Citizen reporter
2 minute read
23 Jun 2020
8:54 am

WATCH: Jacob Zuma and Thales back in court on corruption charges

Citizen reporter

Zuma and co-accused, French arms company Thales, face 16 charges of fraud, corruption, money laundering and racketeering linked to the multi-billion Rand 1999 Arms Deal.

Former president Jacob Zuma. Picture: Michele Spatari/POOL/AFP

Former president Jacob Zuma is back in the Pietermaritzburg High Court today for his corruption trial.

Both Zuma and co-accused French arms company, Thales, have managed to avoid court appearances up to now.

At an appearance earlier this year, Judge Dhaya Pillay told Zuma’s legal team that they must give reasons why Zuma missed a previous court appearance.

UPDATE: Zuma’s arrest warrant cancelled, pre-trial hearing adjourned to September

It was reported that in delivering her decision on Zuma’s absence, Pillay outlined that, while he may have been ill, there was insufficient evidence in court to prove this.

Visuals below courtesy of SABC News:

ALSO READ: Zuma supporters can’t go to his trial due to lockdown

Zuma’s lawyer at the time, Daniel Mantsha, who has since been sacked, presented the court with a document he said was from a military doctor.

However, Pillay said there were issues with the document before court. She said that, even though it purported to be from a military hospital, no other proof was provided to her.

The normally boisterous support in KwaZulu-Natal for the former president is expected to be watered down to just a few people on Tuesday thanks to Covid-19 lockdown regulations which prohibit gatherings.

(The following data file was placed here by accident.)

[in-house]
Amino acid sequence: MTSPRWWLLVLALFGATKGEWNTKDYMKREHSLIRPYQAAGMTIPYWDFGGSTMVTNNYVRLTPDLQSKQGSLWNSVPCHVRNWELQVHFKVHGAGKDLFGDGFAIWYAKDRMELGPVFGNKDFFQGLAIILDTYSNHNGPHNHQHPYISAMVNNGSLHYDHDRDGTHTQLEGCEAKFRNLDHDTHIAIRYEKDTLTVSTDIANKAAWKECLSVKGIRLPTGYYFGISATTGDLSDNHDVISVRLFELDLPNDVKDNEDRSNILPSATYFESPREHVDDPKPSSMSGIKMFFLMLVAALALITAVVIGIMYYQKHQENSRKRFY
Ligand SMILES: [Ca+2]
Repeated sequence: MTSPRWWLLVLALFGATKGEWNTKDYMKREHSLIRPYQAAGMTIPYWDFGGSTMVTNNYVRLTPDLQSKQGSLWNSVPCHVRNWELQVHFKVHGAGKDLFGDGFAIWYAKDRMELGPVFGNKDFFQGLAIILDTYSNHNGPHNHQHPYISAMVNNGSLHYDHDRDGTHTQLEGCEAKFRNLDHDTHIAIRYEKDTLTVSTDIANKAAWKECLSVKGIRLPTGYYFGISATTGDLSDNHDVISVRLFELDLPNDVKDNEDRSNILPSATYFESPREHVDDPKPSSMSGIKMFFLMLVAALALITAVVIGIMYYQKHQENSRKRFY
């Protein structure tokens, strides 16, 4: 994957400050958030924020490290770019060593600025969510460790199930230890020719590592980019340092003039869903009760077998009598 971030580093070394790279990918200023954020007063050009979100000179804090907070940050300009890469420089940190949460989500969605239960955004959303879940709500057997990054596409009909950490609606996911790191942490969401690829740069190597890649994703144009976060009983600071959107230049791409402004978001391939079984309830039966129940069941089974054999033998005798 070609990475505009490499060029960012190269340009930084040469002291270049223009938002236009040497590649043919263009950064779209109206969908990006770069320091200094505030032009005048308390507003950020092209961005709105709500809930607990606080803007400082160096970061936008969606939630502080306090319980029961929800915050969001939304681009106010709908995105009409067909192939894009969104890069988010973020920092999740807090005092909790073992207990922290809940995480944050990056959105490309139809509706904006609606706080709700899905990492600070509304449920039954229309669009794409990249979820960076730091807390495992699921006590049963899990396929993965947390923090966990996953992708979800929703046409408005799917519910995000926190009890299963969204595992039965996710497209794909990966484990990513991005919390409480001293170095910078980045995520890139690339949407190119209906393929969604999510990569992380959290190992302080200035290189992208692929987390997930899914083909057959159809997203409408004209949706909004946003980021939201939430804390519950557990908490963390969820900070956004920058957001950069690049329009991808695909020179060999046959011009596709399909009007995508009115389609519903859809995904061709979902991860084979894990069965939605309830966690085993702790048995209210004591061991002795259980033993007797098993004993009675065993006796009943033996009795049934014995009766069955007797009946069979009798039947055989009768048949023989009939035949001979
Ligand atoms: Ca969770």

“Everyone was looking forward to this day and was interested in coming to give support. However, I was representing the group in the provincial joint operations committee (JOC) and agreed that because of the Disaster [Management] Act for Covid-19, no gathering outside court would take place,” Bishop Vusi Dube, the head of Zuma’s supporters in KZN, said on Monday.

He said that just a handful of people were allowed to be inside court.

“Only 15 people, members of the family and one or two of us in the support group. We agreed that logistics would be too much of a taboo. We would have to ensure sanitisation and social distancing. It was also difficult to transport seven people per taxi.”

Dube said supporters would, however, keenly watch proceedings on television.

“We are not going to be assembling our people in court but obviously, all our network circles will be connecting.”

He said the supporters were upbeat and believed the National Prosecuting Authority (NPA) was on its back foot as a potential trial date is argued for this week.

However, the regulations won’t stop a group of Zuma supporters from lobbying at a hotel in Johannesburg instead.

Supporters were invited to watch the trial at the Booysens Hotel and Conference Centre.

According to a pamphlet that supporters had issued, the venue will only cater for 50 people and those who do not have masks will be denied entry.

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